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'Nobody should be persecuted because of their faith'

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By Catholic News Agency
4/29/2019 (6 months ago)
Catholic Online (https://www.catholic.org)

Arrest of Christians in Nepal prompts religious freedom worry

Reports of five Christians being arrested on faith-related charges in Nepal this week have sparked international concern and calls for changes to the country's strict anti-conversion laws.

Christians in Nepal were arrested over their religion.

Christians in Nepal were arrested over their religion.

Highlights

By Catholic News Agency
Catholic Online (https://www.catholic.org)
4/29/2019 (6 months ago)

Published in Asia Pacific

Keywords: Christian, Nepal, Anti-Christian, Religious Freedom


Kathmandu, Nepal (CNA) - "Nobody should be persecuted because of their faith," said Tehmina Arora, senior counsel for ADF International, South Asia. "The arrested were simply tending to the needs of the Christian community in Nepal. Their right to do so is firmly secured under international law."

Arora said this week's arrests are not an isolated event.

"Anti-conversion laws in Nepal and a restrictive constitution have regularly subjected Christians and members of other religious minorities to arbitrary arrests, criminal charges, and violations of their fundamental rights," she warned.

Police raided a hotel in Ghorahi, Nepal early Tuesday morning, ADF International said. They arrested five people who were scheduled to attend a Christian conference, on the grounds that they were attempting to induce conversions.

Those arrested were Pastor Dilliram Paudel, general secretary of the Nepal Christian Society, U.S. citizen Leanna Cinquanta, Indian citizen Gaurav Shrivastava, and Nepalese citizens Kunsang Tamang and Pramid Kafle.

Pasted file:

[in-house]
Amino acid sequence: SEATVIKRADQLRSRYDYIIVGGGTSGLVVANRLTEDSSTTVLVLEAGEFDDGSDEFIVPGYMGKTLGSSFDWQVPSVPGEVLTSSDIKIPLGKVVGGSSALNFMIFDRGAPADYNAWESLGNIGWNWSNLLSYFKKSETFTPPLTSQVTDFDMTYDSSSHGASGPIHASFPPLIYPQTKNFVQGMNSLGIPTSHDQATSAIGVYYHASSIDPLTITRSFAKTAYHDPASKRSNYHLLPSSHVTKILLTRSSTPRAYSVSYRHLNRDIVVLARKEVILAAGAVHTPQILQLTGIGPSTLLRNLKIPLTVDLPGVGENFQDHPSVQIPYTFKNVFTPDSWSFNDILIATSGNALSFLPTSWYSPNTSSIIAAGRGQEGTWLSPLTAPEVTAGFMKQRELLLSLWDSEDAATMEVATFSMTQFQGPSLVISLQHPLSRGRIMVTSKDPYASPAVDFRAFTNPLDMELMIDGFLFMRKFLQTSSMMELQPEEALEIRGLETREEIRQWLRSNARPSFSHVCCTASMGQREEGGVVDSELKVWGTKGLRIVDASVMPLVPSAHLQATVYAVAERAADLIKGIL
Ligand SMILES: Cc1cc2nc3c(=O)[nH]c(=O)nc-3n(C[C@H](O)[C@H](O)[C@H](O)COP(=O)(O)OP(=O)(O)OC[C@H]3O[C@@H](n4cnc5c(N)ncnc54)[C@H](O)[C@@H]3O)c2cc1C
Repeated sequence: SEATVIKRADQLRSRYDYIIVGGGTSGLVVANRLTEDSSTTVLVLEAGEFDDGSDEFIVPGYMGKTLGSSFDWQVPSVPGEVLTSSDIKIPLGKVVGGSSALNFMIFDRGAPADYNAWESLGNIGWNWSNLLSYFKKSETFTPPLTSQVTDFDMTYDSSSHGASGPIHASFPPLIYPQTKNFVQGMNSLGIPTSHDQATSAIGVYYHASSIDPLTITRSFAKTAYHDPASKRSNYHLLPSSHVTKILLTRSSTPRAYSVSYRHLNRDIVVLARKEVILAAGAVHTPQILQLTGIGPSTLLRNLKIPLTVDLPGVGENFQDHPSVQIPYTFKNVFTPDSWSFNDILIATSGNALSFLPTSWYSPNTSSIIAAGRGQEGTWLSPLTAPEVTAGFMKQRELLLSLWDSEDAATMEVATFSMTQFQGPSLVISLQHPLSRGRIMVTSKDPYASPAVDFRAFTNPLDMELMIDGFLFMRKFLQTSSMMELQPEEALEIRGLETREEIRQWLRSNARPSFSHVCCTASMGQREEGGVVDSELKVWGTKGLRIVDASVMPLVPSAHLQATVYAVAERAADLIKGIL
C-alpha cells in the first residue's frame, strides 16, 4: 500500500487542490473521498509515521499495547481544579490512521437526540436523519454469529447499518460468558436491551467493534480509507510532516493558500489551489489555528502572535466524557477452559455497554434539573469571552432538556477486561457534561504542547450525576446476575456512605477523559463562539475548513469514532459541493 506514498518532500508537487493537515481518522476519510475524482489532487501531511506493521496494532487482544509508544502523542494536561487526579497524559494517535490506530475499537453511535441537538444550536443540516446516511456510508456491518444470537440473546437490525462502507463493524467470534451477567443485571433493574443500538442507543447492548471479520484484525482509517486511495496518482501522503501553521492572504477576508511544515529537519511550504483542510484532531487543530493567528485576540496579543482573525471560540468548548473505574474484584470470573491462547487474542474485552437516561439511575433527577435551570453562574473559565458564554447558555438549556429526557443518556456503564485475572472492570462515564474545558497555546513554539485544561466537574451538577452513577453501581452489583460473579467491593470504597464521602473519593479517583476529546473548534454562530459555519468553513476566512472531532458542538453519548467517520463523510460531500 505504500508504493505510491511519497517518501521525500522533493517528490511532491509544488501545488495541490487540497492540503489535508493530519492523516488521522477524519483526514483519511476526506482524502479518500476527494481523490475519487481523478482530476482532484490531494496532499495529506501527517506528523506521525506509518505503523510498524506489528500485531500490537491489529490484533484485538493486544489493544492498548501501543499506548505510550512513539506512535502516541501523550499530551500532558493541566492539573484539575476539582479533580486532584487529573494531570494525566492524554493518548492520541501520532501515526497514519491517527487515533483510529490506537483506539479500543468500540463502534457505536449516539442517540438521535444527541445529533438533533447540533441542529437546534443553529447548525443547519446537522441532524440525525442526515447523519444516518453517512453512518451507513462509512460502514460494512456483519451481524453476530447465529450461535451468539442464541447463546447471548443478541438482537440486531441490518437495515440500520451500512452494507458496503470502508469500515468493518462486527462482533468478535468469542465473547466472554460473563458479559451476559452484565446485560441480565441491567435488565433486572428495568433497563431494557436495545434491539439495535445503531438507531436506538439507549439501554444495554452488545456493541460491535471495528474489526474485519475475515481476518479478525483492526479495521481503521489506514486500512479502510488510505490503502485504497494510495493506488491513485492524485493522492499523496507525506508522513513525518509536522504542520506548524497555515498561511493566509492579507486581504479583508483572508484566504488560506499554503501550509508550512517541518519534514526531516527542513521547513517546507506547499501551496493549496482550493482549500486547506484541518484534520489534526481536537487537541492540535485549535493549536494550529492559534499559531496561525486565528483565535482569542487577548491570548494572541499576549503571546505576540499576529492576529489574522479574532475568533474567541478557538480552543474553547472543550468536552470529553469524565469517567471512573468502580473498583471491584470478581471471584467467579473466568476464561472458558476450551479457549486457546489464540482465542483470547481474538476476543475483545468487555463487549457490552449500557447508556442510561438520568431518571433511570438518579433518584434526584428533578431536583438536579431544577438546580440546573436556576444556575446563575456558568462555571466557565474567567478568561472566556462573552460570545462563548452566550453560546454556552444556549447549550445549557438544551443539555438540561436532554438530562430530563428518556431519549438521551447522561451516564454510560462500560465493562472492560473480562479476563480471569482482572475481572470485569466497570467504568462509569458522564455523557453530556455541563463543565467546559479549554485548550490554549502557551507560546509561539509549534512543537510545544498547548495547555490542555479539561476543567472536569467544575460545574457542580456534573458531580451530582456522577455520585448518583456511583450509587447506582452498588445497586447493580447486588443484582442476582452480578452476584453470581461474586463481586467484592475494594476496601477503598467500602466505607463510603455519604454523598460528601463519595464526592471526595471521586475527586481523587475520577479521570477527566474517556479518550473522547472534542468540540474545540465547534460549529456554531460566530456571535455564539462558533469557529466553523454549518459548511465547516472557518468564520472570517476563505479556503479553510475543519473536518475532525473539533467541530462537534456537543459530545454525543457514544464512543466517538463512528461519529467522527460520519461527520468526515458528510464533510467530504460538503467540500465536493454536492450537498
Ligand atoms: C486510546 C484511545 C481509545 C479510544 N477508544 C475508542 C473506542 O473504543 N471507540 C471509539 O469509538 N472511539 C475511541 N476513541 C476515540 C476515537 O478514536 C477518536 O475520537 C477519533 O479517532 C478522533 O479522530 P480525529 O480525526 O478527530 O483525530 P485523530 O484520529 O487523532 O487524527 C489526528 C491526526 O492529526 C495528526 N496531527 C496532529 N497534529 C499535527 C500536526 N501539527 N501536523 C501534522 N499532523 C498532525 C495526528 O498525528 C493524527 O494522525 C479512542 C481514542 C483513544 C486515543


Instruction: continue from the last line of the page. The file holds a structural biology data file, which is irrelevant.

Cinquanta was later deported, ADF International reported.

International Christian Concern, a group that monitors the global human rights of Christians and other religious minorities, said the others who were arrested are facing criminal charges for attempted proselytization.

Nepal's 2015 Constitution prohibits religious conversion. A new criminal code subsequently put in place allows for up to five years in prison for conversion or proselytization, which is considered a means of undermining and jeopardizing other faiths.

ADF International said the change in the criminal code has led to a significant increase in persecution of religious minorities, including Christians, in the country.

"We increasingly see Christians and other religious minorities face persecution and denial of their fundamental rights in Nepal," said Paul Coleman, executive director of ADF International.

"All people have the right to freely choose, and live out their faith. We urge the Nepali government to uphold this right and do more to protect religious minorities and promote religious freedom."

"These arrests and potential deportation are truly concerning for Nepalese Christians and the future of religious freedom in Nepal," said William Stark, regional manager of International Christian Concern.

"Nepal's sweeping anti-conversion law must be repealed if religious freedom is truly a right to be enjoyed by the country's citizens," he said.

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